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Despite an existing HACCP concept and thorough kitchen cleaning, errors that can endanger food safety are discovered time and again during food hygiene control.
"If I wear gloves, then I work hygienically". This opinion is widespread and unfortunately only partially true. The biggest mistake that is made is that the same gloves are worn for different types of activities. If the same gloves are used to process raw meat, collect money, clean the workplace with the cleaning cloth and take out the garbage in between, the gloves become a germ sling and have clearly missed their original purpose.
So: there is nothing to say against handling food with bare hands, as long as they are cleaned and disinfected. If gloves are worn, then only for a very specific activity (e.g. for breading cutlets). When the activity is finished, the gloves must be removed and discarded.
Cutting boards can be used for a variety of activities. However, it is important to remember that anything done on a cutting board will leave a mark there. Even if the board is visually clean because you have washed it, pathogenic germs may have taken up residence there. If different foods are processed on the same board (e.g. raw meat, raw fish, raw poultry, raw vegetables, or raw chicken eggs), the different germs are transferred from one food to the other.
The common mistake of opening cardboard boxes (e.g., containing frozen goods) on the countertop or cutting board that may have been on the floor elsewhere can also contribute to significant surface contamination. The rule is "food must be protected from contamination." Therefore, work surfaces must be intermediately cleaned and disinfected as necessary when changing activities. In addition, cutting boards should be replaced in between whenever possible.
Use different colored cutting boards for the different activities, for example red for raw meat and blue for raw fish. In this way, cross-contamination can be avoided.
Cleaning sponges and sponge cloths are capable of contributing to the cleaning of surfaces. However, if handled incorrectly, they can also cause massive microbiological contamination of a previously only lightly soiled surface.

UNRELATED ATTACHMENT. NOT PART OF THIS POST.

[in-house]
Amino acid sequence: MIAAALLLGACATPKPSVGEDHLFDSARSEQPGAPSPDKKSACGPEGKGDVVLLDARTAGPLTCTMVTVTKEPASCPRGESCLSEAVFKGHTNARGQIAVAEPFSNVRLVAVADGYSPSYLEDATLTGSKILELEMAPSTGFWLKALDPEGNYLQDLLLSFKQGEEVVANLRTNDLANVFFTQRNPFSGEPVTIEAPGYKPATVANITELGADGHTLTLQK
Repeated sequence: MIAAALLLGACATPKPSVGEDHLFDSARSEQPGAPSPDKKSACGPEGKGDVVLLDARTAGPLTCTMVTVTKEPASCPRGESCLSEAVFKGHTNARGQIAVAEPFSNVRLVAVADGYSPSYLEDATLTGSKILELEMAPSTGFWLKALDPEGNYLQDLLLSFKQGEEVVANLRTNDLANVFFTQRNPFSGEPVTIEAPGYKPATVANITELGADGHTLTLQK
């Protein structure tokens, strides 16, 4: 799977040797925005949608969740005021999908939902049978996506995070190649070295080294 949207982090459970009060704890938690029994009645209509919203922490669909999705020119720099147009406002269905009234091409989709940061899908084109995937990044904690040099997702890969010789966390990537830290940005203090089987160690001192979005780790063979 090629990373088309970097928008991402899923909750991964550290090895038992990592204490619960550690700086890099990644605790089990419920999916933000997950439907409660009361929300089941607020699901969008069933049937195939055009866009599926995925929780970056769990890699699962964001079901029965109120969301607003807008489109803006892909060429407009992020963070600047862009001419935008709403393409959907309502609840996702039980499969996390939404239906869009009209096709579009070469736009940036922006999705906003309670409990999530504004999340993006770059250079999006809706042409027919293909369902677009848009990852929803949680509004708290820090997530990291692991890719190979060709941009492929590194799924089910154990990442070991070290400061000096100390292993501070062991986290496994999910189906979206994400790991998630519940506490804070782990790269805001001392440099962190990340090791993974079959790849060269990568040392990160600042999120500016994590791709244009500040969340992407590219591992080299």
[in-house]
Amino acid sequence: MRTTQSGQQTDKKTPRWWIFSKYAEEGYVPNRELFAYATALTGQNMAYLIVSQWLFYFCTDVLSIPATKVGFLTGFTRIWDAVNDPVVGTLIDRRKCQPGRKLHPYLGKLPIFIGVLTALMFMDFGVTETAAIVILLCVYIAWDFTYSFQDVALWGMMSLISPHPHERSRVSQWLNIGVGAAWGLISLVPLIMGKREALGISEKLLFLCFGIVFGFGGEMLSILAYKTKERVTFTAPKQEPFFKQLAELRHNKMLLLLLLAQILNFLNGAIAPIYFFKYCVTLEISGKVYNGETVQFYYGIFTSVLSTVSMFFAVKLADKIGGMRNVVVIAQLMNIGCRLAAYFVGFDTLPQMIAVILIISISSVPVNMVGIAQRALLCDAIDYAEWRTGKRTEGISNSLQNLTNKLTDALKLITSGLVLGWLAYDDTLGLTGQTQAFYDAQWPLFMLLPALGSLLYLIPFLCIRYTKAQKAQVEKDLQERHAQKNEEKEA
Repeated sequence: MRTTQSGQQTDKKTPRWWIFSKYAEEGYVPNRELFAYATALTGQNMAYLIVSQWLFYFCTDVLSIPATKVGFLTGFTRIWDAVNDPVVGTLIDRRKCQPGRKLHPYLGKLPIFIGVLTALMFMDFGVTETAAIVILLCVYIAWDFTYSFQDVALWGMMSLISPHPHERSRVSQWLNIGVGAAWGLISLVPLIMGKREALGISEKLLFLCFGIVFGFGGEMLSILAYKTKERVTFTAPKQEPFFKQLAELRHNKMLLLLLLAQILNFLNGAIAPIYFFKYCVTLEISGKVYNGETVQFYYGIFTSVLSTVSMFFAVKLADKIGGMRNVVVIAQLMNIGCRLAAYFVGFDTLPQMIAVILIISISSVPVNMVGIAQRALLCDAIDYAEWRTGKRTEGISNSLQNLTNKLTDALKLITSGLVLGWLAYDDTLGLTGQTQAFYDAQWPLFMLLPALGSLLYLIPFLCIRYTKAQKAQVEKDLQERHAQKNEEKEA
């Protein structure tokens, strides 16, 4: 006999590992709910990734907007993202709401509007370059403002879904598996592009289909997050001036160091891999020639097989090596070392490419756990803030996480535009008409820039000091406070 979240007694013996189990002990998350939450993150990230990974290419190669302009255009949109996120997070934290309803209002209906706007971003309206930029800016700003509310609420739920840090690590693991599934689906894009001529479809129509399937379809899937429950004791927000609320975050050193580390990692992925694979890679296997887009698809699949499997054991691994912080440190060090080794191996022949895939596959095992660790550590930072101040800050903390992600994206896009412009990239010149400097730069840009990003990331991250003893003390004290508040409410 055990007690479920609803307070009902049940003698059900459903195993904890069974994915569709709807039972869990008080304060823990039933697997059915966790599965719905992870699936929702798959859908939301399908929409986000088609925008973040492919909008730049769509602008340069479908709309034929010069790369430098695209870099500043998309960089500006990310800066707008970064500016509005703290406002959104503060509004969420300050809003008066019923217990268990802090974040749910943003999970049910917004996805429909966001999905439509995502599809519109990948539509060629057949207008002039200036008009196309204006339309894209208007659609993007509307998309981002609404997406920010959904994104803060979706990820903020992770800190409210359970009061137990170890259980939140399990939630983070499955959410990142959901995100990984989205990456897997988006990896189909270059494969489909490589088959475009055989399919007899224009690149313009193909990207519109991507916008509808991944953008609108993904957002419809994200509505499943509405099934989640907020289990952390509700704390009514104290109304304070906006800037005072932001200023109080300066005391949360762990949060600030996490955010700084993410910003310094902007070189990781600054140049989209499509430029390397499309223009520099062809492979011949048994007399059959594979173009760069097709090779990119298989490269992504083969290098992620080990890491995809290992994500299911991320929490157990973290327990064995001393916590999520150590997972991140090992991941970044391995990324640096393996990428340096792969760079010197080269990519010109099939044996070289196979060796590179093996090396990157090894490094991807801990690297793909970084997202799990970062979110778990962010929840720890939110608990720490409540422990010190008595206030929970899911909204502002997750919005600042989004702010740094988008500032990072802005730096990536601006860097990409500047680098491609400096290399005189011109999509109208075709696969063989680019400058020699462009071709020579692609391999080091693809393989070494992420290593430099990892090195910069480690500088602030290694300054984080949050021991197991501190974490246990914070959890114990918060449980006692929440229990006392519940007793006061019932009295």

Sponges and sponge cloths, in order to ensure the greatest possible absorbency, have a very large surface area. This surface allows bacteria to settle there in large numbers. Since sponges are generally used to clean away "dirt", they also ensure that the living conditions for bacteria are optimal. The moisture and the pleasant temperatures ensure that the germs can also multiply very quickly.
In principle, sponges and cleaning cloths should be washed daily (60°C) and replaced regularly.
When cleaning surfaces that come into contact with food, always disinfect the surfaces with an alcohol-based disinfectant spray after cleaning. Alcoholic disinfectants have the advantage over other agents that the surfaces are not washed off with clean water after disinfection and can therefore be used again immediately.
Aprons are useful utensils for "quickly" wiping hands or knives and other utensils. It can also be regularly observed that plates or trays on which something is to be served are "polished" once again beforehand.
Cleaning with an apron can at most remove coarse dirt. However, after a single removal of dirt, it remains on the apron. From the second time, this dirt is spread over the equipment to be cleaned and additional dirt is picked up. This in turn is an optimal breeding ground for bacteria, which feel very comfortable there and multiply rapidl
Therefore, even when using aprons, it must always be remembered that the removal of dirt is usually associated with contamination with potentially pathogenic bacteria if the cloth is used several times. Therefore, use should either be avoided or, in case of doubt, disinfected afterwards with an alcohol-based disinfectant spray.
Many people believe that hands are clean after washing and disinfection is therefore unnecessary. However, simply washing hands is often not enough to reliably remove all germs. An example: Imagine you are taking the bus to work in the morning. It is cold season. The man next to you sneezes and holds his hand in front of his mouth. Then he grabs the grab handle on the bus again. After the man gets off, another passenger comes and holds onto the same handle. This following passenger is a cook on his way to work. Once he arrives at work, he greets his colleagues with a handshake and, after changing his clothes, cheerfully gets to work.
Even if the man washed his hands before work, the bacteria from his predecessor on the bus would still be on his hands. Therefore, hand hygiene in handling is very important and should be strictly observed. Hands must always be washed and disinfected before starting work, after breaks, after smoking, after using the toilet and after "unclean" activities, such as seasoning raw poultry meat.
For hand disinfection, it is best to use an alcohol-based disinfectant. This no longer needs to be washed off with clear water and you can continue working immediately.
Did you know? Many people are convinced that the use of disinfectants degreases the skin and therefore leads to skin diseases. However, the degreasing of the skin does not occur when disinfecting, but when washing your hands. It is best to cream your hands with a suitable skin protection cream after cleaning.